Thanks to basic disruptive factors like standardization, DIY (do it yourself) underground market releases, Cybercrime-as-a-Service “value added” propositions, efficiency-centered client-side exploitation process, QA (Quality Assurance), and adaptation to the ubiquitous endpoint protection mechanisms, such as for instance, signatures-based antivirus scanning, the cybercrime ecosystem is currently enjoying the monetary joys of its mature state. In this post, I’ll profile a recently advertised DIY IRC-based DDoS bot, with an emphasis on how market followers, like the author of the bot, attempt to steal market share from the competition. Successful or not, this trend has been taking place for years, and based on the positive type and number of “satisfied customer” comments […]
Posts Tagged: DDOS
On a daily basis, new market entrants into the cybercrime ecosystem attempt to monetize their coding skills by releasing and branding new DIY DDoS malware loaders. Largely dominated by “me too” features, these DIY malware loaders are purposely released with prices lower than the prices of competing bots, in an attempt by the cybercriminal behind them to gain market share – a necessary prerequisite for a successful long-term oriented business model. In this post, I’ll profile a recently released Russian DDoS malware bot. More details:
Over the last couple of years, the modular and open source nature of today’s modern DDoS (distributed denial of service) bots inevitably resulted in the rise of the DDoS for hire and DDoS extortion monetization schemes within the cybercrime ecosystem. These maturing business models require constant innovation on behalf of the cybercriminals providing the easy to use and manage DIY DDoS bots, the foundation of these business models. What are some of the latest developments in this field? Are the malware coders behind these releases actually innovating, or are they basically re-branding old malware bots and reintroducing them on the […]
Thanks to the increasing availability of custom coded DDoS modules within popular malware and crimeware releases, opportunistic cybercriminals are easily developing managed DDoS for hire, also known as “rent a botnet” services, next to orchestrating largely under-reported DDoS extortion campaigns against financial institutions and online gambling web sites. In this post, I’ll profile a managed DDoS for hire service, offering to “take down your competitor’s web sites offline in a cost-effective manner”. More details:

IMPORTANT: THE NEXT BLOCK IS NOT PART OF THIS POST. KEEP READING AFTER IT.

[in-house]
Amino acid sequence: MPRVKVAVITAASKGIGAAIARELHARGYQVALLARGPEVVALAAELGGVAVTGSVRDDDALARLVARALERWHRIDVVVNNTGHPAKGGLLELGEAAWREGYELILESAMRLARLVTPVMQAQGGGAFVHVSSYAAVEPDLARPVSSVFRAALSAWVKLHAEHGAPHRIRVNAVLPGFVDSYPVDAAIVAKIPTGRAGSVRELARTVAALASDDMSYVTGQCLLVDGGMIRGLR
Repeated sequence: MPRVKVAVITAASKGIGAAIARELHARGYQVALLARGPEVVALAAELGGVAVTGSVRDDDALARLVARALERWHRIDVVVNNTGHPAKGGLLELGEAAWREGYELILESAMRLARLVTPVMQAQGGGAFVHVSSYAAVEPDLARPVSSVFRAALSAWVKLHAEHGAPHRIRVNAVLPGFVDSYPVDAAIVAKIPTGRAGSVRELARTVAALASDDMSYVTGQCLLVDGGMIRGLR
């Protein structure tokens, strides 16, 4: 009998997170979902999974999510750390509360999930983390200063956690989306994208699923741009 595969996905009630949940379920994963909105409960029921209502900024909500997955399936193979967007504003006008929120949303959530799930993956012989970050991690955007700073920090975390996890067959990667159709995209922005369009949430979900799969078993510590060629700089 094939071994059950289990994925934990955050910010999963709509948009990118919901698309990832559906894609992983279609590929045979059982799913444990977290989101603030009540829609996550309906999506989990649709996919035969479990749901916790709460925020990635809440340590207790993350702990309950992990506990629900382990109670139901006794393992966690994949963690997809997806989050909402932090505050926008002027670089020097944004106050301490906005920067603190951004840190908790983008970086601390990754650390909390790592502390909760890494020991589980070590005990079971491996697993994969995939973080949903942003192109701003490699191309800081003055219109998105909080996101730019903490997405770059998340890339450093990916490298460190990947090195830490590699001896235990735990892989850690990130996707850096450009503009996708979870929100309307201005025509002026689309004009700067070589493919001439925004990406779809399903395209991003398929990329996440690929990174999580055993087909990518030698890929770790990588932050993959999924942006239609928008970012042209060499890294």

With politically motivated DDoS (distributed denial of service attack) attacks proliferating along with the overall increase in the supply of managed “DDoS for hire” services, it’s time to get back the basics, and find out just what makes an average DDoS bot used by cybercriminals successful. Continuing the “A peek inside…” series, in this post I’ll profile the Darkness X (Optima) DDoS bot, available for purchase at selected cybercrime-friendly online communities since 2009. More details:
by Dancho Danchev With DDoS extortion and DDoS for hire attacks proliferating, next to the ever decreasing price for renting a botnet, it shouldn’t come as a surprise that cybercriminals are constantly experimenting with new DDoS tools. In this post, I’ll profile a newly released DDoS bot, namely v2 of the Cythosia DDoS bot.
by Dancho Danchev Malicious attackers quickly adapt to emerging trends, and therefore constantly produce new malicious releases. One of these recently released underground tools, is the PickPocket Botnet, a web-based command and control interface for controlling a botnet. Let’s review its core features, and find out just how easy it is to purchase it within the cybercrime ecosystem.
An insidious new Trojan that finds its way onto Windows PCs in the course of a drive-by infection employs a novel method to propagate: It connects to Web servers using stolen FTP credentials, and if successful, modifies any HTML and PHP files with extra code. The code opens an iFrame pointing to a page that loads browser exploits. The exploit pushes down the infection, which then perpetuates the process. The initial infection vector in this case was a spam message supposedly from Amazon.com containing a link to the page which performs the drive-by attacks. The malware, which we’re calling Trojan-Backdoor-Protard, […]